HR be warned | There's a growing wellbeing divide between your leaders and staff

There's a growing wellbeing divide between your leaders and staff

As the months pass, and time progresses away from the bombshell impact of the coronavirus pandemic, the long-term impact on working life continues to shift.

For most, remote working – perhaps the biggest change in the daily routines of workers around the world – is now a standard. However, for all the perceived progress taking place, a divide between leaders and workers is still growing – a chasm that looks unlikely to heal any time soon.

That is, of course, if if the latest data from the Future Forum is to be believed.

The organisation surveyed 10,000 workers globally, to ascertain what cultural changes we’re currently experiencing within working life. What it discovered is a “troubling double standard” in the majority of businesses, with stress among executives declining steadily, whilst anxiety and work-life imbalance continue on an upward trajectory for most.


4 key principles for evolving the employee experience

4 key principles for evolving the employee experience

What is a workplace? What is a workforce? Chances are, we all could have easily answered these questions a couple of years ago, but now the only sure thing is uncertainty.

Everyone is trying to figure out what the employee experience looks like when technology-driven changes to how and where people work is such a significant facet of the new normal.

Download this guide to understand 4 core elements that can influence how you evolve your company’s employee experience.

You will learn how to:

  • Drive productivity through access to knowledge

  • Cultivate cross-team collaboration in new ways

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To put it simply, this comes down to the freedom to work wherever suits your productivity. Whilst executives are taking a laissez-faire attitude to where and how they work, non-executives are nearly twice as likely as top managers to be expected to work from the office every day, and their work-life balance scores are now 40% worse than executive respondents.

The impact on those who are office-based full time is even more dramatic. The research discovered mental health declines twice as steep for full-time office workers when it comes to work-life balance and 1.5 times as steep for scores on stress and anxiety.

“Executives are embracing flexibility while they're telling everybody else to come back to the office,” Future Forum Vice President, Sheela Subramanian, recently told Forbes. “What we're seeing is just a lot more rigidity, more top-down mandates happening and executives are not necessarily setting that model from the top.”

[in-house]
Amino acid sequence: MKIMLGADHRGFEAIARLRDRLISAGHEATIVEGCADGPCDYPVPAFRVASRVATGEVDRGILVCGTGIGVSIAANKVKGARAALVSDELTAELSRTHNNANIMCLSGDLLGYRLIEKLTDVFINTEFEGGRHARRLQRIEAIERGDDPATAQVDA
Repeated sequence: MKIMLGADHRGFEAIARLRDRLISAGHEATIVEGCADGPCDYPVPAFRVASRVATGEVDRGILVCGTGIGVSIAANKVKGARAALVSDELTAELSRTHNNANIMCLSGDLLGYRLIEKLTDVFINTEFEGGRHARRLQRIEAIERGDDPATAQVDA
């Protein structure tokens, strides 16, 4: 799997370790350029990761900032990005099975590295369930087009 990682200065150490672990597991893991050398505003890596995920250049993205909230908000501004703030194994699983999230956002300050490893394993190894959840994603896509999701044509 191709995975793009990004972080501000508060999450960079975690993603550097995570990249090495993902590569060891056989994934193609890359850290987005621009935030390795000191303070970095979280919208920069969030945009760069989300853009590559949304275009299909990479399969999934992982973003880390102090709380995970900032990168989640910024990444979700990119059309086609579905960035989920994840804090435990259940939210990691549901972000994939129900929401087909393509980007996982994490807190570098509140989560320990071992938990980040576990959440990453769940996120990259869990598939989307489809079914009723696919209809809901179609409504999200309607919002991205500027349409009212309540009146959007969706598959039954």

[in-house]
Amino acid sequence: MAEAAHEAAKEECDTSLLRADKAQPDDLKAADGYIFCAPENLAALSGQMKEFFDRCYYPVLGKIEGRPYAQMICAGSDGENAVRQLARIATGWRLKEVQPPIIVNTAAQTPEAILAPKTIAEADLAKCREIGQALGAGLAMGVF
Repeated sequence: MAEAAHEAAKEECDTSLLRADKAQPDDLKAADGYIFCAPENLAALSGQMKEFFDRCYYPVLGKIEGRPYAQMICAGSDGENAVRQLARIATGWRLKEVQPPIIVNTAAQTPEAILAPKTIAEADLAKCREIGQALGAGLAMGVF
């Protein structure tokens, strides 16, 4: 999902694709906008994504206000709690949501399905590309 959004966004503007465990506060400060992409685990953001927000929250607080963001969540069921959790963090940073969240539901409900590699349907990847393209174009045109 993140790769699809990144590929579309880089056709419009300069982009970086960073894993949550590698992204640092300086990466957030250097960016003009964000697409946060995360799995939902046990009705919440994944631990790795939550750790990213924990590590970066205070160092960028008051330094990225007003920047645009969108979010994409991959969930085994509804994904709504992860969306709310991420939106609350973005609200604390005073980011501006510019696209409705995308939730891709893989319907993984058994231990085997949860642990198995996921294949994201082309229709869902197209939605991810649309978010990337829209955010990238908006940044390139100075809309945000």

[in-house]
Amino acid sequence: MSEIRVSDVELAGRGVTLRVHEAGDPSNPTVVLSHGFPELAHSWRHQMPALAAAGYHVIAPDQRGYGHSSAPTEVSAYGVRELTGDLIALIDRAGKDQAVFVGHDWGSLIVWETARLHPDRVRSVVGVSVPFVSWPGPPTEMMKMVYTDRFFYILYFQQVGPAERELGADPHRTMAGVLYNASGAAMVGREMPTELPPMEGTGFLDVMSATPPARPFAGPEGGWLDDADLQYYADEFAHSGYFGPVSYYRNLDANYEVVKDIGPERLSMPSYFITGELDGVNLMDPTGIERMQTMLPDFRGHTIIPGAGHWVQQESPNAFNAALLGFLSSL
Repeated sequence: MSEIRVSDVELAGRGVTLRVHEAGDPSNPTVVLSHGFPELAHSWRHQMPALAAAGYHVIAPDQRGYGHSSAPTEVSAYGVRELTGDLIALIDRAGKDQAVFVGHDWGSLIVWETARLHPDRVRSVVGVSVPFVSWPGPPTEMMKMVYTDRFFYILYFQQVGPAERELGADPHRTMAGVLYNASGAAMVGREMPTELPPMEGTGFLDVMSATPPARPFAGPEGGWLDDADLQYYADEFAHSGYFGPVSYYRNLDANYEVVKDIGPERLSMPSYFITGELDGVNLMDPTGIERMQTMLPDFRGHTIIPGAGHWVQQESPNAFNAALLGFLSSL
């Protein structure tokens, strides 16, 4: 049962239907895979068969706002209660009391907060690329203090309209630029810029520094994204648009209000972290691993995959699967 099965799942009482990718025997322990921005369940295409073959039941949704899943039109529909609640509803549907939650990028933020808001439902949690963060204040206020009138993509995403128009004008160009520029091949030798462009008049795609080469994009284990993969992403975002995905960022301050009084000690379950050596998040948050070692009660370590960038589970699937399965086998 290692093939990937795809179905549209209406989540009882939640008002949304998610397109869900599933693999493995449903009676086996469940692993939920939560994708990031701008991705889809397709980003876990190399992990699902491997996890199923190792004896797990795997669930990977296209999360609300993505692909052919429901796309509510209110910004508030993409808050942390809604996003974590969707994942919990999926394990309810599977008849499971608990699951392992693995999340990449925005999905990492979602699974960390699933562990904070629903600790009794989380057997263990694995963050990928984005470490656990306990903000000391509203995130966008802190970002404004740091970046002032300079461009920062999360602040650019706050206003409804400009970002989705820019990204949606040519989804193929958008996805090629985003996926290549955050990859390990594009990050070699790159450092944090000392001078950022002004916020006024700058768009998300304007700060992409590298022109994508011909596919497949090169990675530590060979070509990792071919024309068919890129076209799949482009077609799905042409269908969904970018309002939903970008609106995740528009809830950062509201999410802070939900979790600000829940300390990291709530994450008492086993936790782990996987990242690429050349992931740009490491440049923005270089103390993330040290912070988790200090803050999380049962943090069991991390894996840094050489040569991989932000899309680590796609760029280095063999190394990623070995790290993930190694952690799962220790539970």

Bark worse than bite?

The news is a daunting example of how severe back-to-office mandates can damage health and wellbeing. However, is the problem actually that widespread? It seems that, whilst many high-profile leaders, such as JP Morgan CEO Jamie Dimon, are touting the expectation for full returns, very few are following up on this threat.

In fact, despite a recent Microsoft study discovering that 50% of companies want to reinstate full time office working, recent data from the Conference Board found that actually, only four per cent are actually doing it.

This flies so ardently in the face of the news, it even surprised the researchers.



“We were all pretty shocked,” Robin Erickson, VP of Human Capital at the Conference Board told CNBC. “We were surprised, given what we’re hearing about how many employers are requiring workers to come back full time.”

What does this mean for the future? Well, whilst the divide between executives and workers continue to grow, the data shows that currently, workers have a lot of sway. With the current talent crisis affecting businesses across the globe, companies are willing to forego the wishes of their leaders to fill positions.

Erikson did, however, state that this may not last forever.

“Hybrid work is going to be the most lasting organisational legacy of COVID-19, but I think the pendulum will swing back. Employers are going to decide that they lost too much in terms of collaboration and culture. I think it will take a recession when jobs are no longer plentiful.”



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